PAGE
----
Sunday, January 5, 2014

The DAR - Why They Matter Today

One of the most misunderstood organizations in America today is the Daughters of the American Revolution. Most people think of the group in a very narrow frame of reference, usually the unfortunate incident in 1939 when Marion Anderson was denied the role of singing at Constitution Hall before an integrated audience.

First Lady Eleanor Roosevelt arranged another concert on Easter Sunday at the Lincoln memorial, where she sang to a crowd of 75,000 people and millions more on radio. The DAR has long since renounced their mistake, and today the DAR is a rainbow coalition which represents the America we have become over the centuries since the Revolution.

Why is this important? To put it in its simplest form; as the demographic make-up of our country changes; through inter-marriage, adoptions, etc. the DAR strives to reflect that change while still retaining the integrity of those families who actually fought in the Revolution.

As the demographics change, many times the past gets lost in the jumble. The DAR is a way of stopping that loss. For instance, if you are of Chinese descent, and marry into an American family having roots going back to colonial times, your daughters are eligible to become members. The same holds true for the Sons of the Revolution. There is no color line anymore. It’s all in your family tree.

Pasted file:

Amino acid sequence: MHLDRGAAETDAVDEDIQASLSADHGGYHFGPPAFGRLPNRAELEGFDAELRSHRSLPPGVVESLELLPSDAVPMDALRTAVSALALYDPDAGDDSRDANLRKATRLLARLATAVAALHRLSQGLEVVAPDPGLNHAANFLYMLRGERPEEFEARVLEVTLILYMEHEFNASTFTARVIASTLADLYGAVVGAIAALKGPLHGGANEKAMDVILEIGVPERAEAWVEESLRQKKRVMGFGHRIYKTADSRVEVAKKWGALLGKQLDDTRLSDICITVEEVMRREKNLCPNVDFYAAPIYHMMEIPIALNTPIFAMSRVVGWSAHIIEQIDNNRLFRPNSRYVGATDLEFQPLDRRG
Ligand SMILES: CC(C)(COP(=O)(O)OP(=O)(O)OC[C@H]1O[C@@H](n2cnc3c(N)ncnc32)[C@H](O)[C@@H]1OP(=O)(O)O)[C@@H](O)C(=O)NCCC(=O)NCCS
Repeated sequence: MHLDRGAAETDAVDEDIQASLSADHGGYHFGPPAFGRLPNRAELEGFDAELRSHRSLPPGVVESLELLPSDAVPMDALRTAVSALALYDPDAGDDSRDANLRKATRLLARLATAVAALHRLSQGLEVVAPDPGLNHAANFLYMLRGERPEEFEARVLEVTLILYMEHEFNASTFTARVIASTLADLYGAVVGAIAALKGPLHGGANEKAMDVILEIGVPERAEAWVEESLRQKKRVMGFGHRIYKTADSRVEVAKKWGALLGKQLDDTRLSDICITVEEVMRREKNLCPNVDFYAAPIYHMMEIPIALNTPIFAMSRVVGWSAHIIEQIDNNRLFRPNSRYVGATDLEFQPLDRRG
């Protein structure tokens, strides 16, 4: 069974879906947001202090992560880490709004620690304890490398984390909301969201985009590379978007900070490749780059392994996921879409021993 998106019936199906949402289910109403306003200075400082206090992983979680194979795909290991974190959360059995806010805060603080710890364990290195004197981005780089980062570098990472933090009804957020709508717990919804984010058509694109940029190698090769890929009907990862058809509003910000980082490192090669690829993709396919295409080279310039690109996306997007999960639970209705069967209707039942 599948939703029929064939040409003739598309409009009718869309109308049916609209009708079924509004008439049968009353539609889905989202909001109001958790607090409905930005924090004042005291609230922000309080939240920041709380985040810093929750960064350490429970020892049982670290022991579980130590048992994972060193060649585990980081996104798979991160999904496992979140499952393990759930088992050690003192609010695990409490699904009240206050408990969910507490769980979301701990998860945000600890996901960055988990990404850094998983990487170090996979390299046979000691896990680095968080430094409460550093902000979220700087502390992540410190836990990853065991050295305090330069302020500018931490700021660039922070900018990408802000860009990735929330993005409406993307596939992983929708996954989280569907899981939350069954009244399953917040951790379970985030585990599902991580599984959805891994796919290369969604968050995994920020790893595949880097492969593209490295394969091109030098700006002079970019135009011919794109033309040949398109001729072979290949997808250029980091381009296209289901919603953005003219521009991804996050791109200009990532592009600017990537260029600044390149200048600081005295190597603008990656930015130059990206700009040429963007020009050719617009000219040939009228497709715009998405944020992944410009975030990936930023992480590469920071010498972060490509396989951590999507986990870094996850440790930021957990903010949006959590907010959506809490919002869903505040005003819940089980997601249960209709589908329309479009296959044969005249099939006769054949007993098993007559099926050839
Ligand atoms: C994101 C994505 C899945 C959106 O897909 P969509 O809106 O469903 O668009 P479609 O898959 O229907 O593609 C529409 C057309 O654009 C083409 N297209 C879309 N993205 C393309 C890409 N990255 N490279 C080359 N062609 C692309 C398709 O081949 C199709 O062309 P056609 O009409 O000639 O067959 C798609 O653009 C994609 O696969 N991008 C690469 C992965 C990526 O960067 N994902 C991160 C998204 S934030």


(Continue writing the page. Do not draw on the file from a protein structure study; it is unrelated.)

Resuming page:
The point is this; though the DAR does not support any particular political party; through their work in preserving our nation’s heritage, they are the Keepers of our past. They are the ones who place the monuments and trace the history of our unique nation. It is largely through their efforts that so many of the monuments we all take for granted, are there in the first place.

But, the most important function of all performed by the DAR is the tracking of family histories in relation to the American Revolution. The ethnic make-up America of today is vastly different from Colonial times and the struggle for Independence. But the rainbow color of today’s DAR reflects the truth of the principles upon which we were founded. Even Marion Anderson would have to smile at that.

So, why am I so big on the DAR? Simple; both my wife Sue, and our daughter Sarah, are members. Sue's great grandfather; several times removed; was named Henry Pensinger and he fought at the Battle of Ticonderoga, loosing a leg in the process. You can look him up. He has a blog page at;

And if you, or anyone you know, is eligible to join the DAR, please use the following link to start the application process. No matter what your ethnic background or nationality may be, if the ancestors on either side of your family fought for the freedom which we enjoy today, then the DAR hopes to reflect that difference.

No comments:

Post a Comment